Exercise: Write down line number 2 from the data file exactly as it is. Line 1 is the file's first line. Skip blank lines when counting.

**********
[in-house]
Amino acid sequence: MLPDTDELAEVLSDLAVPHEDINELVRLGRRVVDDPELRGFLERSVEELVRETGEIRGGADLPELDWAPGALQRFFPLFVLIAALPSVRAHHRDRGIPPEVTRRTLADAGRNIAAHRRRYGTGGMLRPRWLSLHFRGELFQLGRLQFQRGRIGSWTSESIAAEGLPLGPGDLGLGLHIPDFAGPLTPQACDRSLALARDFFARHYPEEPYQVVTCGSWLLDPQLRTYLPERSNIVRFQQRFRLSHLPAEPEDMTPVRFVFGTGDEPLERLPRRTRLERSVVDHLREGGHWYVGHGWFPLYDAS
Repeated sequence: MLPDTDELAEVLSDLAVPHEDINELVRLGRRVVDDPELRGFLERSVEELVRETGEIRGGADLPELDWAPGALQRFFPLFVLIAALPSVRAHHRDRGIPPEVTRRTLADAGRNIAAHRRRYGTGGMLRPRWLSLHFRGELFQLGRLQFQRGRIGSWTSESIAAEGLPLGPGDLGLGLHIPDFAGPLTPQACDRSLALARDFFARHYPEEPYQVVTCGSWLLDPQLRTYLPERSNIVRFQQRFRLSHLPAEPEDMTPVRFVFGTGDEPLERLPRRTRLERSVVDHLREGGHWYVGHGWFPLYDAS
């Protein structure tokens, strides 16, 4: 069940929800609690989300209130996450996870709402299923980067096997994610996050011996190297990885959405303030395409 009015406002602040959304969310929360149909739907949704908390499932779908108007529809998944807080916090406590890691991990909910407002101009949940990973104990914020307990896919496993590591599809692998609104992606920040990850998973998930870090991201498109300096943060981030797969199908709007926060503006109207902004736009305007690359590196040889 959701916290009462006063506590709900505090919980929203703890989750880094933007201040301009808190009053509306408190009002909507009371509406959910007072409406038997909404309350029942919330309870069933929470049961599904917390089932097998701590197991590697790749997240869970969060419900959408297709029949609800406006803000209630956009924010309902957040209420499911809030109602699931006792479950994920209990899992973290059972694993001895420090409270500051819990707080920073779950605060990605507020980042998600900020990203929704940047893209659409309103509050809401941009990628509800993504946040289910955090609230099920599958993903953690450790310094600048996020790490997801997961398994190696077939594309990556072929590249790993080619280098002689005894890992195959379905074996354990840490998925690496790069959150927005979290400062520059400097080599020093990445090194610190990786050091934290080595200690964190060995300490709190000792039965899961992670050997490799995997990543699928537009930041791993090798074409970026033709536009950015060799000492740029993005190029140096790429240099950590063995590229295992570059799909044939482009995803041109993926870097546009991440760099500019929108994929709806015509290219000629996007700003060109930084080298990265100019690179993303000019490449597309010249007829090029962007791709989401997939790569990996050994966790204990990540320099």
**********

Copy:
Amino acid sequence: MLPDTDELAEVLSDLAVPHEDINELVRLGRRVVDDPELRGFLERSVEELVRETGEIRGGADLPELDWAPGALQRFFPLFVLIAALPSVRAHHRDRGIPPEVTRRTLADAGRNIAAHRRRYGTGGMLRPRWLSLHFRGELFQLGRLQFQRGRIGSWTSESIAAEGLPLGPGDLGLGLHIPDFAGPLTPQACDRSLALARDFFARHYPEEPYQVVTCGSWLLDPQLRTYLPERSNIVRFQQRFRLSHLPAEPEDMTPVRFVFGTGDEPLERLPRRTRLERSVVDHLREGGHWYVGHGWFPLYDAS